Part of speech: verb
Origin: Latin, 15th century
Approve formally; sanction.
Examples of Approbate in a sentence
"In order to build a shed, the city council needed to approbate my project with a building permit."
"My boss approbated my expenses from my trip to the trade show."
Popularity Over Time
“Approbate” is derived from Latin, mingling “ad-” (meaning “to”), “probare” (meaning “try” or test”), and “approbat,” meaning “approved.” Together the term suggests the kind of approval that can stand up to tests of its legitimacy. Though the term was common among English-speaking countries, it fell out of use in Europe in the 17th century and has continued to be used primarily in the United States.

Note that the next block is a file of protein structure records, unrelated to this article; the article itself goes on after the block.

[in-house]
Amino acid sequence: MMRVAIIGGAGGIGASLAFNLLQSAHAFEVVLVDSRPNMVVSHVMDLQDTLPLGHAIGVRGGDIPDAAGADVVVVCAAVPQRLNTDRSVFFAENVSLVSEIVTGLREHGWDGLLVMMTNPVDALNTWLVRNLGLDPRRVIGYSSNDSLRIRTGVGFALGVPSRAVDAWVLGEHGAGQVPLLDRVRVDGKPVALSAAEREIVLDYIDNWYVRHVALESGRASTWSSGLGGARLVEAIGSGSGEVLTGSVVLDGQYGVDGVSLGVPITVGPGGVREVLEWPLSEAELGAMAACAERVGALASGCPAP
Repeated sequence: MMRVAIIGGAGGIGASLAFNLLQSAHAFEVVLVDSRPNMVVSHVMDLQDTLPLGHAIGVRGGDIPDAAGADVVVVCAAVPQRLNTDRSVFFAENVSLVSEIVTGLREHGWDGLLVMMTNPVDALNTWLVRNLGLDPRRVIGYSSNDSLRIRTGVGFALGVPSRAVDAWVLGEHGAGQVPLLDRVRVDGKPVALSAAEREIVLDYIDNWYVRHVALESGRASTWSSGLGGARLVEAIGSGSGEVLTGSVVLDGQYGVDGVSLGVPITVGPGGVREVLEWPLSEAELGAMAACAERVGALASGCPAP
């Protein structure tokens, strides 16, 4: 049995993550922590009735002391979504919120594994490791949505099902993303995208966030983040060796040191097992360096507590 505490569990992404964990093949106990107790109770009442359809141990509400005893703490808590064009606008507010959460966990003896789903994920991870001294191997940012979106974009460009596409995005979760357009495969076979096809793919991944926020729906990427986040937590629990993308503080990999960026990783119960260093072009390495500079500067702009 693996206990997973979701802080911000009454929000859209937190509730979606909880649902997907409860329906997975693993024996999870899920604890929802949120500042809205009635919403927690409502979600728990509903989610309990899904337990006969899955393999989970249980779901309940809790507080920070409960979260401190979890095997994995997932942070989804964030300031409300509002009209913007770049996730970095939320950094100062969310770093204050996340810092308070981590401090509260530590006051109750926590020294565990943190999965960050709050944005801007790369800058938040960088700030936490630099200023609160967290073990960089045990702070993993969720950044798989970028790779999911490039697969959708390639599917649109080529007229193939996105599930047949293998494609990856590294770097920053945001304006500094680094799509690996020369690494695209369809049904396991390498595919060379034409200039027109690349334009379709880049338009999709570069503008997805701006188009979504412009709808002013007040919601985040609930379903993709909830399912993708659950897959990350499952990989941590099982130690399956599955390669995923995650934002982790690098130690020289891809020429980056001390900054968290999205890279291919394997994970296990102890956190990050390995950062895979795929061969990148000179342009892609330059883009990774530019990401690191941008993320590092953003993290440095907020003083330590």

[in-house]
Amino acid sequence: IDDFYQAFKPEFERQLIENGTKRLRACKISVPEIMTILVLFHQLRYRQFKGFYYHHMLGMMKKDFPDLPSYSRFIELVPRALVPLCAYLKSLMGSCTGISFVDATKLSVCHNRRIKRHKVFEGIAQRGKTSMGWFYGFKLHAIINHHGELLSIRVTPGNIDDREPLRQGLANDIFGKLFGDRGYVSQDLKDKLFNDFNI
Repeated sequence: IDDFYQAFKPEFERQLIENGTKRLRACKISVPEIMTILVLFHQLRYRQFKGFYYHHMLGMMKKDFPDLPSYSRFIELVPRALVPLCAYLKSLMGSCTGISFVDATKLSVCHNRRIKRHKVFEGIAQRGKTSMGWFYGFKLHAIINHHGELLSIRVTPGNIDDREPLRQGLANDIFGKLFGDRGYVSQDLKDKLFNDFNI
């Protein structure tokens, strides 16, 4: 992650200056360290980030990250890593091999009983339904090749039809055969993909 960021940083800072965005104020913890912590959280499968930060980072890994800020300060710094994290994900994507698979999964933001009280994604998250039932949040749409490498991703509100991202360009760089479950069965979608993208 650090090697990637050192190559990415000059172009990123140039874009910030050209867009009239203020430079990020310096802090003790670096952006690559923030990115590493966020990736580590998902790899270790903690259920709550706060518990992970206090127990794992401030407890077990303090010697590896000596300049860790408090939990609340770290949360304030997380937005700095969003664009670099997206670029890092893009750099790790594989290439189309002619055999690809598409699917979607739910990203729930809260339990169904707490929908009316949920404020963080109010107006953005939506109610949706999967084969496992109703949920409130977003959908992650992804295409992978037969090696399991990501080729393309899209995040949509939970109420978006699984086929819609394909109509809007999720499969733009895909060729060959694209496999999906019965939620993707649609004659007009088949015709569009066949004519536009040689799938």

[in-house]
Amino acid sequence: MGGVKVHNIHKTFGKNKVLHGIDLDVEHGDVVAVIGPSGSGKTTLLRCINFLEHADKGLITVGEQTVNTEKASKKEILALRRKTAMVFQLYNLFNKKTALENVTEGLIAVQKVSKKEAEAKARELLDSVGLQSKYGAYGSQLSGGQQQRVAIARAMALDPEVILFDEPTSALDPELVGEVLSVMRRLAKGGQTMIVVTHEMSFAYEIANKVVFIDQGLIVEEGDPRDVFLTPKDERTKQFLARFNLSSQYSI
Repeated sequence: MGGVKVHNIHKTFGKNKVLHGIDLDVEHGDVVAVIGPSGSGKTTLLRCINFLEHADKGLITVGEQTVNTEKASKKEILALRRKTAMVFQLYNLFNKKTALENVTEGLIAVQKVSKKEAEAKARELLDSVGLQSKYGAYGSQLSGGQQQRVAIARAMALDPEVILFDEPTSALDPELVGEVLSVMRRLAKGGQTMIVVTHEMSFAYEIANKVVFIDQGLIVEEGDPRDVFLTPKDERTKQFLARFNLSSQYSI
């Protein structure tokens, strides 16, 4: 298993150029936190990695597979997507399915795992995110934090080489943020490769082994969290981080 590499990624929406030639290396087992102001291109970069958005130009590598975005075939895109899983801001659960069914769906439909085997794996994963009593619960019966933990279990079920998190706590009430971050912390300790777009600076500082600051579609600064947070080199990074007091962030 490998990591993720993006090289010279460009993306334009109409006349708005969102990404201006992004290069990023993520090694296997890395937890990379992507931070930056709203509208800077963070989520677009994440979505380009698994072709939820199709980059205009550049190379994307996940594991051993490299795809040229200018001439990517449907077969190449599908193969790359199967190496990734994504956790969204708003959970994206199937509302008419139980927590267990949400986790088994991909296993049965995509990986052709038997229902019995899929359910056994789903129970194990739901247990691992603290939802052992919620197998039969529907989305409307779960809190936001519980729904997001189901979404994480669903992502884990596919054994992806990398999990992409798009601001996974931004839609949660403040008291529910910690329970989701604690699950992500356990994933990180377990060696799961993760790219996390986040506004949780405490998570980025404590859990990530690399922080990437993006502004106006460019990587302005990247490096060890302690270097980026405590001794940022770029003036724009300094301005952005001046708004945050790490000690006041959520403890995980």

Did you Know?
“Approbate” is often used in the context of legal wills, where it is frequently paired with the contrary verb “reprobate,” meaning (in the legal context) “to reject.” In legal discussions, “approbate” often means “accept” rather than “formally approve.” The most common pairing of these verbs is used to suggest a person cannot approbate a will while also reprobating it. In plainer language, that means someone cannot accept the terms of some part of a will (for example, the part in which they receive inheritance) while also denying the legitimacy of other parts of the will — perhaps to argue another person should not receive an inheritance.